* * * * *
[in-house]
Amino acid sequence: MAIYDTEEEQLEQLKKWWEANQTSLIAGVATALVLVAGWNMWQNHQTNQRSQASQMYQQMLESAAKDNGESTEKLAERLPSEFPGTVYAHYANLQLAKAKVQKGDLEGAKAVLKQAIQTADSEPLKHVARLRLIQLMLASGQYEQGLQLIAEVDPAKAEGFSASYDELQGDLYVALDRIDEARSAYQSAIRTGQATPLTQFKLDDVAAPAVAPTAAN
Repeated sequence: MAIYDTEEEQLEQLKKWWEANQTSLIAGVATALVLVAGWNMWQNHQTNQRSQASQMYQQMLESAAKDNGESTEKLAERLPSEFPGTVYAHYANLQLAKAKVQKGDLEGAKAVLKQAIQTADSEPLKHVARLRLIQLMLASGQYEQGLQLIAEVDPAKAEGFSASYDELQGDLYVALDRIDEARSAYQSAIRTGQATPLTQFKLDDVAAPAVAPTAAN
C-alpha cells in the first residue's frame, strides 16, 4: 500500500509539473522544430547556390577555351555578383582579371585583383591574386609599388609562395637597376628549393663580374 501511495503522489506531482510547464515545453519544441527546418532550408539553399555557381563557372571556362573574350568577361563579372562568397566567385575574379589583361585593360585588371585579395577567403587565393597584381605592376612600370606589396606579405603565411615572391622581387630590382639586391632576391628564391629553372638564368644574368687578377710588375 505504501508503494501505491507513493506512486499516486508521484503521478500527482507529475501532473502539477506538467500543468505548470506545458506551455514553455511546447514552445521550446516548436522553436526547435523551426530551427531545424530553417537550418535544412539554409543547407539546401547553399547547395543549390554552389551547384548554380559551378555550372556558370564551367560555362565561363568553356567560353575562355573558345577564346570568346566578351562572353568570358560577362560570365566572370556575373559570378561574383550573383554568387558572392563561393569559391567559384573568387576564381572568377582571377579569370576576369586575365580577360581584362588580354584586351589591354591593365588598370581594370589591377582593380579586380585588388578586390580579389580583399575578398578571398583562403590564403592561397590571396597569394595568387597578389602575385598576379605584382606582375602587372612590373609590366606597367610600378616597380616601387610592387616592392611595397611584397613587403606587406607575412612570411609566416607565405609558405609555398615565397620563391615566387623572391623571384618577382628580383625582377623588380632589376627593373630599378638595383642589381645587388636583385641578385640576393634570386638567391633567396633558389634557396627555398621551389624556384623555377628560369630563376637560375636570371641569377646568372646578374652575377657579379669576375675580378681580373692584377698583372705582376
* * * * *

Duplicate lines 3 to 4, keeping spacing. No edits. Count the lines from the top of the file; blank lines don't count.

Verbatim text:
Repeated sequence: MAIYDTEEEQLEQLKKWWEANQTSLIAGVATALVLVAGWNMWQNHQTNQRSQASQMYQQMLESAAKDNGESTEKLAERLPSEFPGTVYAHYANLQLAKAKVQKGDLEGAKAVLKQAIQTADSEPLKHVARLRLIQLMLASGQYEQGLQLIAEVDPAKAEGFSASYDELQGDLYVALDRIDEARSAYQSAIRTGQATPLTQFKLDDVAAPAVAPTAAN
C-alpha cells in the first residue's frame, strides 16, 4: 500500500509539473522544430547556390577555351555578383582579371585583383591574386609599388609562395637597376628549393663580374 501511495503522489506531482510547464515545453519544441527546418532550408539553399555557381563557372571556362573574350568577361563579372562568397566567385575574379589583361585593360585588371585579395577567403587565393597584381605592376612600370606589396606579405603565411615572391622581387630590382639586391632576391628564391629553372638564368644574368687578377710588375 505504501508503494501505491507513493506512486499516486508521484503521478500527482507529475501532473502539477506538467500543468505548470506545458506551455514553455511546447514552445521550446516548436522553436526547435523551426530551427531545424530553417537550418535544412539554409543547407539546401547553399547547395543549390554552389551547384548554380559551378555550372556558370564551367560555362565561363568553356567560353575562355573558345577564346570568346566578351562572353568570358560577362560570365566572370556575373559570378561574383550573383554568387558572392563561393569559391567559384573568387576564381572568377582571377579569370576576369586575365580577360581584362588580354584586351589591354591593365588598370581594370589591377582593380579586380585588388578586390580579389580583399575578398578571398583562403590564403592561397590571396597569394595568387597578389602575385598576379605584382606582375602587372612590373609590366606597367610600378616597380616601387610592387616592392611595397611584397613587403606587406607575412612570411609566416607565405609558405609555398615565397620563391615566387623572391623571384618577382628580383625582377623588380632589376627593373630599378638595383642589381645587388636583385641578385640576393634570386638567391633567396633558389634557396627555398621551389624556384623555377628560369630563376637560375636570371641569377646568372646578374652575377657579379669576375675580378681580373692584377698583372705582376